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Impact fee numbers branded ‘arbitrary and capricious’

By Staff | Feb 27, 2015

Jefferson County Commissioners voted Thursday to lower impact fees levied against new home construction in the county. While expected that the fees would be lowered, the amount to which the numbers have fallen was unexpected.

The county spent nearly $60,000 to have a study done in an effort to justify lowering the fees that provide for levels of service required for new residents. Before the results of the study could be completely explained and numbers presented for a vote, Commissioner Walt Pellish made a motion to cut the fees beyond what the study proposed.

“These are completely arbitrary and capricious numbers,” Commissioner Dale Manuel repeated throughout the tense discussion that followed the motion.

“I have to apologize to the taxpayers of this county for the waste of $60,000 of tax payer money we spent on this study,” Manuel continued.

The amount of the impact fees, which currently provide funding for schools, fire and emergency services, police and parks and recreation, currently sit at $13,070 for a single family or mobile home; $9,868 for a townhome or duplex and $7,594 for multi-family (apartments and condos). The study, completed by TishclerBise Fiscal, Economic and Planning Consultants, proposed fees lowered to $9,065 for single family; $10,094 for townhomes, $9,850 for duplex and $6,366 for multi-family, according to a chart obtained from the county’s Impact Fee office.

The consultant numbers came after months of meetings, discussions, public hearings and other input from all concerned parties. While many of the entities that receive the funds were not happy with the proposed cuts, understanding had been reached in the discussions, Manuel said.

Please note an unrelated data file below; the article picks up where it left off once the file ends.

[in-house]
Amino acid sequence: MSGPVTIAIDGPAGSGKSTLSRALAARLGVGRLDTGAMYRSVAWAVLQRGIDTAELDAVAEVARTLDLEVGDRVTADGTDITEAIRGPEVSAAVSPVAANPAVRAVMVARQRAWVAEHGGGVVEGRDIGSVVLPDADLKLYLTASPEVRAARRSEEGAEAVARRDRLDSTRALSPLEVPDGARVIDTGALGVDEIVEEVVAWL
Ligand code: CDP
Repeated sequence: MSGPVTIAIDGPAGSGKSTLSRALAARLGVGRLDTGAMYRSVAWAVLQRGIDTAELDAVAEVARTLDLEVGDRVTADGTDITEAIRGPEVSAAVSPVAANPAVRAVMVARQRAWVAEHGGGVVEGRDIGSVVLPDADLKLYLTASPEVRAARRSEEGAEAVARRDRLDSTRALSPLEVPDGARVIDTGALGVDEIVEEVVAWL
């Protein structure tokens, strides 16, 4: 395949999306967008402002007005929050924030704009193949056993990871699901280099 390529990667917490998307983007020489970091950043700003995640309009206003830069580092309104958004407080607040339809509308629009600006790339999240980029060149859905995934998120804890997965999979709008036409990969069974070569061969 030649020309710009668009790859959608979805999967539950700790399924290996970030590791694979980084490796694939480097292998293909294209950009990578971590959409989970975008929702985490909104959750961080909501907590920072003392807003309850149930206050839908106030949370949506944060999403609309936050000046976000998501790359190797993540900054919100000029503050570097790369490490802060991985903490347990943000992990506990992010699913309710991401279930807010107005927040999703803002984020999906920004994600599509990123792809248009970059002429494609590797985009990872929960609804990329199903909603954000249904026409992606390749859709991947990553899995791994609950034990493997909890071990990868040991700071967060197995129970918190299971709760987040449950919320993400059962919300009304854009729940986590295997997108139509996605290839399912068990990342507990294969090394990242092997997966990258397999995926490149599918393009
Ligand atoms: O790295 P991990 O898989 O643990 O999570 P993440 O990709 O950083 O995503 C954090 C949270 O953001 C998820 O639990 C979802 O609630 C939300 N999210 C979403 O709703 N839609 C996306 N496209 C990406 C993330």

Pellish, despite what the study indicated are defendable numbers, moved that the county cut the fees based on various percentages. Pellish’s cuts were at 30 percent on some current fees and 30 percent of some of the consultant’s proposed fees. His final numbers came in at $6,346 for single family homes,; $6,908 for townhomes and duplexes and $4,456 for multi-family.

“Impact fees have done some good things,” Pellish said Thursday. “But they are way too high.” He went on to say that the fees prohibit growth in the county which would increase the tax base. That increase in taxes is where revenue needs to come from, he continued.

Pellish went on to say that there is no proposed building by the school system in the foreseeable future, nor by the Sheriff’s office. He argued that should his proposed fees be a mistake, there is still time in the future to come back and change them again.

Joining Pellish in approving his proposed numbers were Commissioner Patsy Noland who expressed that her vote was based on bringing affordable housing to the county, and Eric Bell who agreed that the fees have been too high.

Members of the school board were in attendance at the meeting; however, they were not given an opportunity to speak to the new numbers put forth by Pellish. While Manuel attempted to allow input from those affected, his motion to do so was defeated.

“We’ve had public hearings on this,” Pellish said. “We need to move on.”

School Board president Scott Sudduth said later this week that the school system is upset by the vote of the commission. He indicated that impact fees have allowed the school system to levy additional funding from the State School Building Authority for capital construction. He refuted Pellish’s claims that construction is not imminent in the county stating that many of the current schools are at capacity. He indicated construction of additional schools will be necessary within the next three years.

The reduced fees go into effect March 1.